"You do not feel sorry for the person, you don't pity the person. You give them encouraging words: that things will be all right; we'll work this through together.
“Parents who are dealing with kids who have an ostomy, treat your children with love, do not scorn cleaning their ostomy. This also goes for adults.
“Do not show anger or negative facial expressions or reactions to smells. Put on a mask if you so desire to guard against foul odour. I would not recommend it (though), because it shows the person you are scorning them.
"You are supposed to treat an ostomy patient like a normal person. There is no way why they should be treated differently.
Mahraj-Edwards said ostomy surgery is a reality that anyone can face.
"You could be going down the road and get into an accident (and) you puncture your intestines; a bandit breaks into your house and shoots at you and injures your intestinal region; you have cancer; you have Crohn's disease, ulcerative colitis – all these things can lead to you getting an ostomy."
But, she said, having a positive approach is the first step in the process of ensuring a better quality of life after ostomy surgery. She believes mental preparation can help determine how quickly a patient recovers and how well they process their condition.
"I believe that a patient should accept their condition, and (have) that mindset that I want to do this, I want to be able to go back to work, I want to be able to be independent again, and they could make it."
For cases where it is financially and physically impossible to get supplies there is help from government programmes.
She explained how vigilant a person living with ostomy should be.
"We have to be very, very careful because we are prone, especially who don't have their colon, to (any) virus."
The immune system of people who have had colon and large intestines removed are susceptible, as their body doesn't have the necessary organs to complete the digestive process and absorb all the nutrients from their dietary intake.
"I recommend that they stay indoors, use your vitamin C and your paracetamol and just be isolated. Only if you have to go to the hospital or the nursing home for whatever emergencies it may be, then you do so."
While all this may sound a bit daunting, Mahraj-Edwards assures that ostomates really can enjoy a pretty normal life.
“You can play sports after six months, you can go swimming, you can play cricket, you can travel, you can have a normal sex life. Everything else should be normal. We have even had three ostomy patients in this country who have had children. So you can have a baby after surgery."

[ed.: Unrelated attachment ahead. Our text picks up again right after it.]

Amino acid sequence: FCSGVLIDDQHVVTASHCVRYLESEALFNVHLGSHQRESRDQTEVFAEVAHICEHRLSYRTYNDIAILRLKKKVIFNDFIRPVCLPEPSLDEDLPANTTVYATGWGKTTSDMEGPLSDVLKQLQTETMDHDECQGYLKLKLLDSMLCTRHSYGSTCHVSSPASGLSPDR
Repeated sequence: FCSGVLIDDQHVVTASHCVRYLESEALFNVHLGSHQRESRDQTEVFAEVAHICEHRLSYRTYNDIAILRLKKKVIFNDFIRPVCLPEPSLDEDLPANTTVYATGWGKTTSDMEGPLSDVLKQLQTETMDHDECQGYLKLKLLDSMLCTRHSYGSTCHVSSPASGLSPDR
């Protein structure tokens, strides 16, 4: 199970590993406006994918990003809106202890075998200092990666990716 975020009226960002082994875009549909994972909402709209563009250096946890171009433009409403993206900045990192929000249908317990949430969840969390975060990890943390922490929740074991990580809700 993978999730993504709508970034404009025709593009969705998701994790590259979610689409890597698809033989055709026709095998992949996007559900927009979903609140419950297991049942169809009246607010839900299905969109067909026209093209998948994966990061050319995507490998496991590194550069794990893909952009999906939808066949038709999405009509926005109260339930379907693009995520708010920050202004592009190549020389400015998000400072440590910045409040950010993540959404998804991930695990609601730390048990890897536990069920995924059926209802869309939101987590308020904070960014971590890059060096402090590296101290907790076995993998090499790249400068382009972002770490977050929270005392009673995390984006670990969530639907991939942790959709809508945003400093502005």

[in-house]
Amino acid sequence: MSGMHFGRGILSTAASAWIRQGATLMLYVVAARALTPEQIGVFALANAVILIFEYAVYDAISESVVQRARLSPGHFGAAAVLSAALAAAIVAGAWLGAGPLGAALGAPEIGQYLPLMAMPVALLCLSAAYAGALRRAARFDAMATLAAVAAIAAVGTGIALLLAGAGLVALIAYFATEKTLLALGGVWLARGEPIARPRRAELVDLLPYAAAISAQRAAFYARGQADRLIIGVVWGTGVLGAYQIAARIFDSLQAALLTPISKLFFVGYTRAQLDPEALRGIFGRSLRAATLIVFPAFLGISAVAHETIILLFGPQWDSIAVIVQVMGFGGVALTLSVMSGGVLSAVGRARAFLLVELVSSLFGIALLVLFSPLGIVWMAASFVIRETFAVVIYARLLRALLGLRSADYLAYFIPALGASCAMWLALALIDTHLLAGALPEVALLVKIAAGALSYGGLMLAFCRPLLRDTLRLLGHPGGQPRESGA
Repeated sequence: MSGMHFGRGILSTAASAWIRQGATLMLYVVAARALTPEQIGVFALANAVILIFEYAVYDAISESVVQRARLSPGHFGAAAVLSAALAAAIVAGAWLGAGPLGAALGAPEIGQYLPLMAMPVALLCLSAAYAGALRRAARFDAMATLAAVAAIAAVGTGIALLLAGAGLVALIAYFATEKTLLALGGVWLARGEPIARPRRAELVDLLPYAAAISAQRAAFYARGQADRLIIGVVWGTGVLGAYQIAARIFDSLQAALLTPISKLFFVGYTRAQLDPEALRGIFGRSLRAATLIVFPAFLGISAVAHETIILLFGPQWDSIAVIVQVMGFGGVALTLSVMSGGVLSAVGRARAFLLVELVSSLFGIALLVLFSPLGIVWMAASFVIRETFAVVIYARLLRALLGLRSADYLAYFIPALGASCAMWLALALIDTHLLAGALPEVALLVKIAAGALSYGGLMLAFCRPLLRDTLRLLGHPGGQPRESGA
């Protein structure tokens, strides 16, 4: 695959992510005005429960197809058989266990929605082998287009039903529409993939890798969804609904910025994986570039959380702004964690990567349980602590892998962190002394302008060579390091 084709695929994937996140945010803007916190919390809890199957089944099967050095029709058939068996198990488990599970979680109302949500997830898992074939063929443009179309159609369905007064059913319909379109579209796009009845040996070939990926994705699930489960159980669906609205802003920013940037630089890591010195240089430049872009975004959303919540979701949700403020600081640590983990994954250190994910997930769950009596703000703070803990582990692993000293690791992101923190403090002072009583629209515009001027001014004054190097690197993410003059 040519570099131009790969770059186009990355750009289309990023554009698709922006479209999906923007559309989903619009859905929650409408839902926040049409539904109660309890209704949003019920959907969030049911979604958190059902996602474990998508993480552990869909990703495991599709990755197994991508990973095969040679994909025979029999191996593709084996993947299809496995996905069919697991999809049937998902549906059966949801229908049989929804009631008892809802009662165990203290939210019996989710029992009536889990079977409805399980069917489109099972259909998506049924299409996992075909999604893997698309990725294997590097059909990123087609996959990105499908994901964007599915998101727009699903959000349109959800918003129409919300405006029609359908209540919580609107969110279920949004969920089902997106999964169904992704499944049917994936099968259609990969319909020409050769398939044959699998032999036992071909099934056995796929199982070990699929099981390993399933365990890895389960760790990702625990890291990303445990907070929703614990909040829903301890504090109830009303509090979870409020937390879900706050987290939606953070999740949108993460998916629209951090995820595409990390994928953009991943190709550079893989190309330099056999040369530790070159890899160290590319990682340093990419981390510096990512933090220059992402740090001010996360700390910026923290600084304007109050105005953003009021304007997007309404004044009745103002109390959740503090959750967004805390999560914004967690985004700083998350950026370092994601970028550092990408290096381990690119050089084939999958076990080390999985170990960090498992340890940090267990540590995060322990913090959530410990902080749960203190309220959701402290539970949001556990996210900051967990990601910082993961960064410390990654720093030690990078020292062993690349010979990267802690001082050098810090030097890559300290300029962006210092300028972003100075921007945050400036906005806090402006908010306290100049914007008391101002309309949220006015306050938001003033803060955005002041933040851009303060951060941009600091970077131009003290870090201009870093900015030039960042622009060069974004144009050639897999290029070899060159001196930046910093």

However, she did reveal that ostomates may experience some relationship issues. She talked about incidents where relationships have broken up due to the stigma of having an ostomy.
"In many cases I have had to witness divorces or one person walks out on the other person or they are living in the same house and they would not for nothing help that person.
“Wives and husbands are supposed to treat each other the same way they did before the surgery because having an ostomy does not hinder the person from having a normal relationship.”
Mahraj-Edwards revealed there are ostomy pouches for intimate moments. "You put on your sexy negligee or whatever, and these are cloth like, it's not plastic so the other person would not feel it on their skin. We also have pouch covers if you want to keep on the regular pouch and be discrete."
There are three sizes of mini-pouches that can be used in place of the daily ostomy pouches for romantic occasions.
Addressing the covid19 pandemic, Mahraj-Edwards said the virus poses a new risk for ostomates. She said her clients feared that the public health restrictions would limit supplies.
"Some people tried hoarding and I stopped that. I am only selling one box per person. I am not encouraging hoarding because (there is enough so that everybody can get."
She has, however, made exceptions for Tobago clients as travel back and forth between the islands may be difficult at times and there currently are no suppliers in Tobago.
Mahraj-Edwards must safeguard herself and her clients and she has had to make changes to her operations.
"I am not doing hospitals or home visitations (to clean the stoma area and replace pouch), neither at my office. Rarely, with new patients only, as a precautionary measure for my patients and myself. The doctors more or less advised me to do it this way.
“What I'm doing, one relative or the caregiver will come and I will do a demonstration and explain everything to them and when they are doing the change, I would do a video call and explain what to do. There are very few cases where I went to the nursing home but I protected myself."
Even in the face of these challenges, Mahraj-Edwards reassures ostomates they can be overcome.
"Everybody should tell themselves this is not the end of the world, this is the beginning of a new way of life."
Charmaine Mahraj-Edwards can be contacted at 308-6709 or visit Better Life Ostomy Care on Facebook.